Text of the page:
Become a Superhero

With superhero movies hitting our screens left, right and centre, people wonder what these actors must do to reach the level and shape required for their upcoming big film. It might not be quite as far-fetched as you may think.

Granted, they have help and a team of advisors. Almost certainly they’ll have a nutritionist who will create a strict plan to either get the actor lean or looking mean (or both), a personal trainer and maybe even a life coach so they’ve got themselves in a good mental position. Having the right mindset goes a long way if you want to achieve your goals.

Taking not having access to this kind of support team, there are still things that regular people can do and still achieve awesome results. We’re going to break these down into three categories: training, nutrition and mindset.

In terms of training, it’s not that complicated. Simply do the majority of your work on big compound lifts with smaller, accessory lifts being just that – an accessory. Moves like the squat, deadlift, bench press, bent over row and shoulder press being the big ones, so work your program around these and you’ll be good to go. Now for the number of reps/sets you want to be doing, this can change somewhat, as a general rule of thumb though 6 – 12 reps is optimal for muscle growth and for the purposes of this we’ll assume you want to pack on size!

Become a superhero and lift heavy weight like Short Motivation trainer, Olly

Nutrition is a key part of your journey towards your superhero physique and is easily overlooked! For someone looking to put on muscle mass, which again we’ll assume is what you’re looking to do, you need to be in a caloric surplus. This simply means you need to be eating more calories than your burning every day. This doesn’t necessarily mean you can simply eat rubbish all day just to bulk up – focus on nutritionally balanced wholesome food that enhances your training programme.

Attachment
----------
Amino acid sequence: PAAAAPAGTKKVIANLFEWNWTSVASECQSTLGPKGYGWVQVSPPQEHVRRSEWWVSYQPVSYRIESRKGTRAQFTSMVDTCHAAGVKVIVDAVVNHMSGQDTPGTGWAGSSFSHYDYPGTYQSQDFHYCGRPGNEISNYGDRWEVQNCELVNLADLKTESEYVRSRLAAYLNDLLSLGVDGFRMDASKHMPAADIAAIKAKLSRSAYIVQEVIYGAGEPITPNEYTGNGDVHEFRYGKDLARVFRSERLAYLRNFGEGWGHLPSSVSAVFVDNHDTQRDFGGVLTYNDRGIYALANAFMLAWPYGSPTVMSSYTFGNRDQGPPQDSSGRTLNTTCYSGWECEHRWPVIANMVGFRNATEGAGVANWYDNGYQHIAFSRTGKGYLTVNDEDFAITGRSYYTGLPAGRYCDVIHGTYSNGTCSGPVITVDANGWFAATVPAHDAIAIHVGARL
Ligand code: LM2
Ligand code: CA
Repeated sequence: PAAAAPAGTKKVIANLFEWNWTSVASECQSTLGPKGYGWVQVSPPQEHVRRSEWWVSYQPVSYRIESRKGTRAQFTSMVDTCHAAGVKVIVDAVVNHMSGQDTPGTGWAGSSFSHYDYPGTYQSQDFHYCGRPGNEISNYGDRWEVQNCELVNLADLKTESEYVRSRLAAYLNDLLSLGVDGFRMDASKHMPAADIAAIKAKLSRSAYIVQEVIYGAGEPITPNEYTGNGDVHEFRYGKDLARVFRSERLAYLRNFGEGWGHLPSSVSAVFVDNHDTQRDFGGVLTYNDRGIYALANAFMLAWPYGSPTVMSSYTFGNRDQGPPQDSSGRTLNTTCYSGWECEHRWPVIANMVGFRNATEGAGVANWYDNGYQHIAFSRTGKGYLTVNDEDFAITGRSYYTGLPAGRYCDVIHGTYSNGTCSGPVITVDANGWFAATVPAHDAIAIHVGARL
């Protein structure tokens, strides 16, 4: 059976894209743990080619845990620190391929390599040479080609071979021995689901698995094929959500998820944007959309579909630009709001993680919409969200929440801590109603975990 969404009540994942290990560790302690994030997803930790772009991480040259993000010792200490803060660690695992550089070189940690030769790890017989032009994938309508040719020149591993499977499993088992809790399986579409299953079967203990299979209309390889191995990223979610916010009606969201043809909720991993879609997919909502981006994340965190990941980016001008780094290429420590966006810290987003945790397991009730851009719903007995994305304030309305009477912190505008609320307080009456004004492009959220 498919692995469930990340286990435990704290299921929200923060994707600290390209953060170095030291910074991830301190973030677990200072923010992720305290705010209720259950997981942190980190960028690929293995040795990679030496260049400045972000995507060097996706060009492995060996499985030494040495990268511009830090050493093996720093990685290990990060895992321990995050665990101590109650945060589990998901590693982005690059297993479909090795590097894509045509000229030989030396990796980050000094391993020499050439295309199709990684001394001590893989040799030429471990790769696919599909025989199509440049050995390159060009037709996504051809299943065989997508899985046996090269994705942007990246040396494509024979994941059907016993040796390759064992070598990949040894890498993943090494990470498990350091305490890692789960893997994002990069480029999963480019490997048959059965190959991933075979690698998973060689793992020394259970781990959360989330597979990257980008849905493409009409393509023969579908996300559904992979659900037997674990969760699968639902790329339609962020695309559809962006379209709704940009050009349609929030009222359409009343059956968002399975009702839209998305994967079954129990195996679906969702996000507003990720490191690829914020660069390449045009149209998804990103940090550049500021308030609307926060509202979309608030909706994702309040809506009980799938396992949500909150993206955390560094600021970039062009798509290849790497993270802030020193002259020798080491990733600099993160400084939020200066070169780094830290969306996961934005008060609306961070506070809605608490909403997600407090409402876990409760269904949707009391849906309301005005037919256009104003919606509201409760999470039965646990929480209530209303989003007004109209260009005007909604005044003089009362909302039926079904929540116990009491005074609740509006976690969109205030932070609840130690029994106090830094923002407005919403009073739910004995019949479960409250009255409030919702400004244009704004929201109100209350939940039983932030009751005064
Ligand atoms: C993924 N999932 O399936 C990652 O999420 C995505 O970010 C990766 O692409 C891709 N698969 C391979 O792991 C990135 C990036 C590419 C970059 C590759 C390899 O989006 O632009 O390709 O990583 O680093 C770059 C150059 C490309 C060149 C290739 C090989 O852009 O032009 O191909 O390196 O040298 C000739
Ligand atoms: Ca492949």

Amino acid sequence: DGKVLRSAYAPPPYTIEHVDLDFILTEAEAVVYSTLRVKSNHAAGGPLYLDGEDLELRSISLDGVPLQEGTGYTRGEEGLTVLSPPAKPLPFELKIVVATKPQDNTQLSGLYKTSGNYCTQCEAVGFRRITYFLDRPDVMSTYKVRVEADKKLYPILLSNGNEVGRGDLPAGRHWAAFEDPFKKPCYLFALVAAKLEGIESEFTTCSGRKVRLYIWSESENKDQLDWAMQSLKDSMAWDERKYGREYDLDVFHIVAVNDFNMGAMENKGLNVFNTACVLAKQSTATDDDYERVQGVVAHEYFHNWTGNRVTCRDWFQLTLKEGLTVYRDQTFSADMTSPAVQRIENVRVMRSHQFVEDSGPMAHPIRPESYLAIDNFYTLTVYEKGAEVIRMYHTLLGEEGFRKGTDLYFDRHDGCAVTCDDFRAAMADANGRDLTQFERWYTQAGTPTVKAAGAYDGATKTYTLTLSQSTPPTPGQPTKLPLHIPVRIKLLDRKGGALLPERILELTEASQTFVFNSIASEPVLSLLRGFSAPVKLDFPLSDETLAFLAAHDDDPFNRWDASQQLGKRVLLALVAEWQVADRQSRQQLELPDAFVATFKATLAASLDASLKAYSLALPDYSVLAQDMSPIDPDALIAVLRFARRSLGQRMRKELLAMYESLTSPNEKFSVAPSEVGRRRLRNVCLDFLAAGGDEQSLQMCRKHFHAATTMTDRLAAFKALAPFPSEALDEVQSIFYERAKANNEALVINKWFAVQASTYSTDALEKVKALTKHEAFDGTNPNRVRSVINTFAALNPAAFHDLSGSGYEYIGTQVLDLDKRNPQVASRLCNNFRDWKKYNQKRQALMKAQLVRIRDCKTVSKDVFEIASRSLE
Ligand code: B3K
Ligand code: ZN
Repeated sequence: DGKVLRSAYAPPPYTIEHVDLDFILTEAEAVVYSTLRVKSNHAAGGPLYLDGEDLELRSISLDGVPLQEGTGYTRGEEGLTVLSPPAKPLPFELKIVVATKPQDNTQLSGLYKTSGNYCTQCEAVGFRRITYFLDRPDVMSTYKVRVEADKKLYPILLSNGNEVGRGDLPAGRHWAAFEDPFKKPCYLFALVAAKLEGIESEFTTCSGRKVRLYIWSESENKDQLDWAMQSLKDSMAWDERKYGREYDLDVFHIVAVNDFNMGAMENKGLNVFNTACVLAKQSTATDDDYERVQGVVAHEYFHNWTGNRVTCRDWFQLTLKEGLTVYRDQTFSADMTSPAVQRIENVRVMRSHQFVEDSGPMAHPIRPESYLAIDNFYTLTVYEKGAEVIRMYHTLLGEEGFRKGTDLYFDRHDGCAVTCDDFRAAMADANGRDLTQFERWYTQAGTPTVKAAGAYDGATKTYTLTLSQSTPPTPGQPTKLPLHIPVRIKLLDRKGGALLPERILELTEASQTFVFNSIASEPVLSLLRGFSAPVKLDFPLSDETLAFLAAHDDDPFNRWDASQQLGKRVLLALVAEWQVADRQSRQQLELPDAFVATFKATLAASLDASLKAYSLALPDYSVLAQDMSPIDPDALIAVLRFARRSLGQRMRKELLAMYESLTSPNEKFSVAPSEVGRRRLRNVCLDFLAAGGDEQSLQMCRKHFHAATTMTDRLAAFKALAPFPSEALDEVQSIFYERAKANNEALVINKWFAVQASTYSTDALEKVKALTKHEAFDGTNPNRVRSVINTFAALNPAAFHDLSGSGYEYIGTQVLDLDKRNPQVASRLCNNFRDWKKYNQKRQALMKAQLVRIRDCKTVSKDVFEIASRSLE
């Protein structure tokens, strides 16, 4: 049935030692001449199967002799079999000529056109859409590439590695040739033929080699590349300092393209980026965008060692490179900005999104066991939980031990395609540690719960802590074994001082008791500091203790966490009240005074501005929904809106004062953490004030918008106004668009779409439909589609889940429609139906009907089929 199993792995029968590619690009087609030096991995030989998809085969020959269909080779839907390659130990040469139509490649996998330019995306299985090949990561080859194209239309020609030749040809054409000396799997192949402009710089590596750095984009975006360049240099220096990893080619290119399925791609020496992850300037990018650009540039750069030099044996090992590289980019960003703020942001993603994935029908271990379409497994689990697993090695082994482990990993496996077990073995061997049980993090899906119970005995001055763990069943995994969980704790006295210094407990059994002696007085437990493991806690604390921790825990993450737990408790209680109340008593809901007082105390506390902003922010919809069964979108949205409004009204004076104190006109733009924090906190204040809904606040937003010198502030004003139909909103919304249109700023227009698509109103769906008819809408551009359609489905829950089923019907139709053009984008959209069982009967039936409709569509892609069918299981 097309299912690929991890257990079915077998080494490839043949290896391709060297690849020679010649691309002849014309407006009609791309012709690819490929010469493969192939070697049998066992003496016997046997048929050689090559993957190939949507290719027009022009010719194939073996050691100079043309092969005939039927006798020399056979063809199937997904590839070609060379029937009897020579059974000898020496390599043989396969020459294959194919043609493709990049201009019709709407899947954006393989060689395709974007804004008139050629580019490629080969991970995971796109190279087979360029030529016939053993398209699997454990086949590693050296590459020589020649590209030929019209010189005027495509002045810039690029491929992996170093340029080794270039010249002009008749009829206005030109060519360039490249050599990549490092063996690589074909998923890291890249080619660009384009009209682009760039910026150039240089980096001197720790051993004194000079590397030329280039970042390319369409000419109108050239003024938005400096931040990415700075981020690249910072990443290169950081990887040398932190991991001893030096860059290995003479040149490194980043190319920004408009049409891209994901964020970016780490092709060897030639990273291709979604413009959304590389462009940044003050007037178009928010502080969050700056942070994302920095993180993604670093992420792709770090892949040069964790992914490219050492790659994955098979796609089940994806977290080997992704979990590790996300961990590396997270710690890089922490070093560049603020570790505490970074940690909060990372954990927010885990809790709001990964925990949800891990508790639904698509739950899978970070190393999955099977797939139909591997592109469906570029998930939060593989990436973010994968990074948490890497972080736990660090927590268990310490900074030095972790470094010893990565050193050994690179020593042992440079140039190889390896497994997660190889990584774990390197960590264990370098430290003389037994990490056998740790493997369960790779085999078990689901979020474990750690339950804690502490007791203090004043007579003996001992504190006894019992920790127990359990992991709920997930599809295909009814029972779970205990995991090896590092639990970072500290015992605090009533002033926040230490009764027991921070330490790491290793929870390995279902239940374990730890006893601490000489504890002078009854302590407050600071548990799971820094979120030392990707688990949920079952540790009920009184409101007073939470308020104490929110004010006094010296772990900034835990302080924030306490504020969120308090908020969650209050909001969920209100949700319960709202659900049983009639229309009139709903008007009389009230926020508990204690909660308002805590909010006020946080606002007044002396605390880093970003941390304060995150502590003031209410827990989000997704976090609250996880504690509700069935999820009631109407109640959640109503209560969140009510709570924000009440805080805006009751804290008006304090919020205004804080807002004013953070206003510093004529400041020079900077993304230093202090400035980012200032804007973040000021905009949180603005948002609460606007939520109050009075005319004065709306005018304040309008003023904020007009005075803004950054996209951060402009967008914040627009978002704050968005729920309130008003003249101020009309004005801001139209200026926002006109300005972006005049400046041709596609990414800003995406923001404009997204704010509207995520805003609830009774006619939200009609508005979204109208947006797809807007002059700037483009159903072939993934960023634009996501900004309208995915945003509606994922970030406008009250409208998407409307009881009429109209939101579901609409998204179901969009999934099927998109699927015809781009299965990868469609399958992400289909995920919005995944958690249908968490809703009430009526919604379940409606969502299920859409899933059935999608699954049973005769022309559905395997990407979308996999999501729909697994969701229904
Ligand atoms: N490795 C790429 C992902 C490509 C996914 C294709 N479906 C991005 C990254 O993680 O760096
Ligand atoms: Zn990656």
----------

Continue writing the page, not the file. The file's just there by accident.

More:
To work out how many calories you need in a day you can simply search online for “calorie calculators” and you’ll probably find a number of options. As a quick and reasonably accurate guide, you could use this: body weight (in lbs) x 18-20. This will give you a total calorie figure, make sure you’re reaching this every day and be eating 1g per lb of bodyweight in protein and the gains should follow.

The final part in this is your mindset. At Short Motivation, we’re not big fans of the “cookie cutter” approach to reaching your goals (whether this is getting lean or building muscle) as we’d recommend you use personalised nutrition and training programs. This would be the same for your mindset.

If your personal trainer, or the company who has set your program, requires a 6 day-a-week training schedule, where you know that would be a struggle in the first place, you might wonder how you’ll even get going. This can lead to fear of failure, resulting in a mind complex where you’ll feel bad and end up in a downward spiral.

The solution is that you need to do something that is sustainable, you enjoy doing, that way you’re a lot more likely to stick to the plan and reach your goals. One option is to rope in a friend who has similar goals. Research has shown that the benefits include:

  • Fewer missed workouts. You agree to meet your training colleague at the gym, so more inclined to turn up
  • Push yourself further, particularly if you find a training partner who is slightly stronger than yourself or has less body fat if you want to get leaner
  • You are more like to try new challenges. Each partner has different life experiences
  • You workout for longer. no-one wants to be the first to give up, so you keep going

Whatever your goal, keep positive. If you slip up in your training or nutrition, simply draw a line under it and get right back on track – once you have a positive mindset around your training and your food, it’ll make it far easier to reach and achieve that end goal. It may take a few months of solid training, but becoming a superhero is not outside the realms of impossibility.


About Author

Olly is the Short Motivation fitness and training advisor. He is a level-3 PT instructor, specialising in TRX and kettlebell instruction, and manages his own gym in the United Kingdom.